Recently I’ve been asked an interesting question about doing one meal a day and any potential side effects. More precisely about does OMAD cause hair loss?
OMAD does not cause hair loss. However, symptoms like losing hair are related to nutrient deficiency. Nutritional deficiency may impact both hair structure and hair growth. This means, if your diet is low on protein, you may have niacin (Vitamin B3) deficiency that is causing the problem.
Niacin is a vitamin that can be easily manufactured by the body from an amino acid called tryptophan.
However, if you’re doing any caloric restriction diet for a prolonged period of time, and not paying attention to your macronutrients, like proteins, hair loss can be a sign of niacin or other nutrient deficiency.
Why I’m Losing Hair After Weight Loss?
Many times when people want to lose weight, instead of asking for help from the weight loss coach, trainer, or physician, they dive in cold-turkey and then fall into the trap of nutrient deficinecy.
They may get inspired by people who already lost a significant amount of weight. And to get similar results, they blindly follow the same steps, without any preparation.
Before and after pictures can be really inspiring.
They give us this sense of certainty that we are barking on the right tree. And as long as I follow the same steps, I will lose weight, too.
But here is the problem.
Many times those people who lost a significant amount of weight in a short time never really follow any professional advice either. And just because something is “working” on month 6, it doesn’t mean doing the same thing will be good at month 15.
So the hair loss, which is one of the common side effects of extreme weight loss, is not because of one meal a day. It is poor planning, and lack of body knowledge that results in nutrient deficiency.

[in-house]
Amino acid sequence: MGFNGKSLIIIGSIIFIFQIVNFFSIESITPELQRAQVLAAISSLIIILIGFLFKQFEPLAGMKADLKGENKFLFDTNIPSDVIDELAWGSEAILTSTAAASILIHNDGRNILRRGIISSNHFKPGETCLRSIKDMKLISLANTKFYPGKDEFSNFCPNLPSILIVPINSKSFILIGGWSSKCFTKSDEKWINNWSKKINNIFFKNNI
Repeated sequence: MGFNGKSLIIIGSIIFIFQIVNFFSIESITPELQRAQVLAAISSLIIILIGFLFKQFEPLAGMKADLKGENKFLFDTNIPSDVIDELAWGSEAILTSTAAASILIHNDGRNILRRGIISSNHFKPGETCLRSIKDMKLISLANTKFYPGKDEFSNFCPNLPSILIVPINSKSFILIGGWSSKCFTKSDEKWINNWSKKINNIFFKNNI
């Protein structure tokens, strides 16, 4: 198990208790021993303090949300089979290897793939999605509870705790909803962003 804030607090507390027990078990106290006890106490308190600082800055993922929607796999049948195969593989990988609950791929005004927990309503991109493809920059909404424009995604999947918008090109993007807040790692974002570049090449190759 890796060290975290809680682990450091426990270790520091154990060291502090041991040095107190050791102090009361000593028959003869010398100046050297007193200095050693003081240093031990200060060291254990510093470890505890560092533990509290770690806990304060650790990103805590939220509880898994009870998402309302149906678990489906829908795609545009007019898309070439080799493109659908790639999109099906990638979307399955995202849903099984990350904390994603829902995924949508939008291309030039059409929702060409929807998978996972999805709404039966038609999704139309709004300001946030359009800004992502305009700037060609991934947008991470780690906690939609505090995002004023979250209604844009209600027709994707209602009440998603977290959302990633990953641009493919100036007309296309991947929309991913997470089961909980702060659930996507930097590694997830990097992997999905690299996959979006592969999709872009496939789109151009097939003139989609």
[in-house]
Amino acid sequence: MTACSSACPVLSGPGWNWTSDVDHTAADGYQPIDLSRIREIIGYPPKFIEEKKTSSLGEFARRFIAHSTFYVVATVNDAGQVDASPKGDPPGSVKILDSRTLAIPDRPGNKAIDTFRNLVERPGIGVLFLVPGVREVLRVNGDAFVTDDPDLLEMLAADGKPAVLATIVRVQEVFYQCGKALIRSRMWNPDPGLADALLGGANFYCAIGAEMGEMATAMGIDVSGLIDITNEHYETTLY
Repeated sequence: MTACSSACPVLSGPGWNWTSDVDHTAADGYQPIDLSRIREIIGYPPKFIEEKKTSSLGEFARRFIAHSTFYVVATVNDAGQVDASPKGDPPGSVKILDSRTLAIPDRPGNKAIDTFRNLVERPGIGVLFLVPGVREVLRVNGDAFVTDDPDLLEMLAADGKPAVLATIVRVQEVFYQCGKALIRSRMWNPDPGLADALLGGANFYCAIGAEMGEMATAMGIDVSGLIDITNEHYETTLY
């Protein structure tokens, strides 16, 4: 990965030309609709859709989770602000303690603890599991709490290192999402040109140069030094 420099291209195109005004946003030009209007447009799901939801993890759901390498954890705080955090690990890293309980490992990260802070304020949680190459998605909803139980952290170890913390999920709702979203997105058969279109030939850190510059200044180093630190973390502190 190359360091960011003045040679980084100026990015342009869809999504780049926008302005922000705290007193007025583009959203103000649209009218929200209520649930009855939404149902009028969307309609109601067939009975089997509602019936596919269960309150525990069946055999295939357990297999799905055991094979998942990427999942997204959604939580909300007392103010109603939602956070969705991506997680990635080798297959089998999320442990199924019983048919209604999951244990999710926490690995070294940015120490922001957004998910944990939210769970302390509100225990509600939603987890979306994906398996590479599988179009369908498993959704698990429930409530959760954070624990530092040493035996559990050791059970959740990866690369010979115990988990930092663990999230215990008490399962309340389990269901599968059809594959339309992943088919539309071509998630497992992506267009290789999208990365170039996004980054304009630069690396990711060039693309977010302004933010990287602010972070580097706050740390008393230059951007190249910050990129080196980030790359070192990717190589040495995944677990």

In other words, they are so invested in the weight loss results so they forget about the basics.
Nutrition is complicated.
And it’s not one size fits all. So it can be very confusing, especially for people who never study nutrition. And because there is so much conflicting information out there, it’s easy to follow advice based on emotion and social proof.
Everyone is doing A, so it means A must be working.
10 people lost 50-pounds doing B, which means I can do B and lose 50-pounds too.
Dr. X said it’s wrong, so I cannot do this.
People who experienced sudden weight loss, and disregarded their macronutrient intake, may struggle with problems like hair loss.
This happens due to the lack of certain vitamins and minerals that keep your hair follicle strong, maintain protein synthesis and ensure cellular proliferation and differentiation is on point.
And if someone is been changing the dietary habits back and forth, doing extreme fasting episodes, and eliminating some staple foods, then we have a problem.
Apart from niacin, there are several more nutrients that can cause hair loss if the body is in the deficiency.
The studies are limited and there is no one magic nutrient that can “cure” the problem. That’s why if you happen to have symptoms, instead of buying supplements, take a look at your diet and consult with your doctor.
Iron deficiency is another common cause of hair loss. However, studies are not clear to what degree iron may contribute to hair loss.